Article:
Africa Headline News Special Report

We ‘remitted’ over $74M to ECOWAS Commission for 2021 – Nigerian delegation

Nigeria in 2021 remitted a total of $74,730,054.43 to the ECOWAS Commission as its community levy.

This was made known by the Nigerian delegation at the ECOWAS Parliament while presenting the country’s report at the ongoing First Ordinary Session of the Fifth Legislation of the ECOWAS Parliament in Abuja.

ECOWAS Community levy, which has been operational since 2003, is 0.5% imposed on goods from non ECOWAS member-states as a mechanism to mobilise funds to finance projects of the regional body and is intended to cover between 70 to 90% of the Community’s budget.

Nigeria is the highest contributor of the levy, providing more than 40% of the revenue.

Last year, Nigeria contributed 40.46%, followed by Ghana which contributed $508,577, representing 17.4% and Cote d’Ivoire with $347,267, representing 11.9% as at last year.

The remaining 12 member-countries contributed $879,711 altogether.

Last year, the Federal government said it had committed over $1.77 billion to the regional body in the past 16 years.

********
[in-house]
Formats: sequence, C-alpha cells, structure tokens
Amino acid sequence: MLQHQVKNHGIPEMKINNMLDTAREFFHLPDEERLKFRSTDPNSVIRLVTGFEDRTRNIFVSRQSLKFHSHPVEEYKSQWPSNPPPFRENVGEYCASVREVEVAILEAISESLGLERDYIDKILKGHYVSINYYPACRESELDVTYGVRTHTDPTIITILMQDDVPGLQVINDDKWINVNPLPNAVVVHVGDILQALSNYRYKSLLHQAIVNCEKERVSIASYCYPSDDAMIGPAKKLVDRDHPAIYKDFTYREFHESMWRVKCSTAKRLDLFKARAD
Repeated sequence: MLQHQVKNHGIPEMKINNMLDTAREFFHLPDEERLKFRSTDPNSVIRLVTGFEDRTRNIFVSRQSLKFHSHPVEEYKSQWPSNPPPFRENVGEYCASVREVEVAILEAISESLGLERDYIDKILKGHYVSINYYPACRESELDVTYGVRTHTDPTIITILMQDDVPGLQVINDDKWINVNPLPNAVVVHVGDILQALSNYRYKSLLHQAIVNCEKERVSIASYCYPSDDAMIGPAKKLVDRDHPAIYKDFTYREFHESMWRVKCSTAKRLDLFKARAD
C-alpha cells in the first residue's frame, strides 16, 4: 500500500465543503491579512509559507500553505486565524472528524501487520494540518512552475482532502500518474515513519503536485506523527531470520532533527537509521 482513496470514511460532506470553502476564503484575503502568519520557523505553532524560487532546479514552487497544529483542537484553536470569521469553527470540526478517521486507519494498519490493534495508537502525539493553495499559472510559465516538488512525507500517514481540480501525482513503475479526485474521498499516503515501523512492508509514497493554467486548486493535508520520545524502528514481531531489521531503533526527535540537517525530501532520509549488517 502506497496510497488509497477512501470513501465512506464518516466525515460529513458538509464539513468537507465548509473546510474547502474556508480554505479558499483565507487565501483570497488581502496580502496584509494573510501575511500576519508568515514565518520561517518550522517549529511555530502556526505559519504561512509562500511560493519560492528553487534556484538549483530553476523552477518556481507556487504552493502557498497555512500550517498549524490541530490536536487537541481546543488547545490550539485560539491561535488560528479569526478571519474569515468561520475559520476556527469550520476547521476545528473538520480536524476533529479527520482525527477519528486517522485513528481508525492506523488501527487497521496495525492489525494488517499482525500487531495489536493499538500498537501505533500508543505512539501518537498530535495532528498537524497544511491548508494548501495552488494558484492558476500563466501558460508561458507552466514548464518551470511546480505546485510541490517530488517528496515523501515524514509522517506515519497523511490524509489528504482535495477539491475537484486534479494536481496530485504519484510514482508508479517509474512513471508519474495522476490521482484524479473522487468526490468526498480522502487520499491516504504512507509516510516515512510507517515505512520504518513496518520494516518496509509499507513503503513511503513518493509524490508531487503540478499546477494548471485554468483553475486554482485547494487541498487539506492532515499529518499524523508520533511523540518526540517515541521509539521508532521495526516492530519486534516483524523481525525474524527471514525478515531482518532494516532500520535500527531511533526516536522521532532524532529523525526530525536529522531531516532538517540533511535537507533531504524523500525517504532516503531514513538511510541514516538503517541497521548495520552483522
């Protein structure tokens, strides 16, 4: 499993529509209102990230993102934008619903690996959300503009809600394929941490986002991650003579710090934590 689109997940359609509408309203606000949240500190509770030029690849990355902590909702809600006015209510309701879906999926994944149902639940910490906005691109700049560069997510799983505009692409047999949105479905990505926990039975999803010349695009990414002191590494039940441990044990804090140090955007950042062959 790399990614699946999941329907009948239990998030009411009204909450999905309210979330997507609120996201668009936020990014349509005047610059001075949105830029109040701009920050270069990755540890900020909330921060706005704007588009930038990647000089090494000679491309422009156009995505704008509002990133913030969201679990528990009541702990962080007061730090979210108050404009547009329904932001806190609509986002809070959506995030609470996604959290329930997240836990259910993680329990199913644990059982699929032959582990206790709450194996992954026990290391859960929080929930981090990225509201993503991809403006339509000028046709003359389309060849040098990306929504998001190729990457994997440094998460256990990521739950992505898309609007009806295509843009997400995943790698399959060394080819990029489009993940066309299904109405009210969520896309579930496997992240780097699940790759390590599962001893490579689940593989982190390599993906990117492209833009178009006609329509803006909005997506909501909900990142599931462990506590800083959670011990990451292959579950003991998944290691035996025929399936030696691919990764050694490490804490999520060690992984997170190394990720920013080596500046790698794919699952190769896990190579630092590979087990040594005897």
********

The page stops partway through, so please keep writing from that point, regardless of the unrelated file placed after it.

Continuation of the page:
Although some African countries have defaulted in the payment of their community levy, Nigeria however, promised to remit this year’s levy.

Lynda Ikpeazu, who read the report, said Nigeria was making assiduous efforts to pay its contribution for this year, 2022.

On the security situation in the country, Mrs Ikpeazu said the Federal Government has exponentially increased the budgetary allocation to the defence and security sectors by over 27% in this year’s budget.

As a result, the military has embarked on a massive training of its personnel, in addition to enhancing its logistics and infrastructure as part of renewed efforts to curb banditry and other criminal activities in the country.

Giving an update on the security situation in the Gulf of Guinea, she said the launch of the Deep Blue project, last year, has yielded positive results.

“The 2021 launch and implementation of the integrated National Maritime Security and Waterways Protection Infrastructure (Deep Blue Project), that targets insecurity in our waters, has resulted in the drastic reduction of piracy incidents in the Gulf of Guinea,” Mrs Ikpeazu told the audience.

“The Q1 2022 report of the international Maritime Bureau (IMB) reveals a 56.25% reduction in piracy incident in the Gulf of Guinea, as compared to Q1 of 2021, with seven incidents recorded in 2022 as against 16 incidents in 2021.”

In recognition of Nigeria’s progress in the Maritime sector, the country has been delisted as a piracy prone state by the International Maritime Bureau, she added.

Reporting by Idara Ukpanyang; Editing by Adeniyi Bakare and Tony Okerafor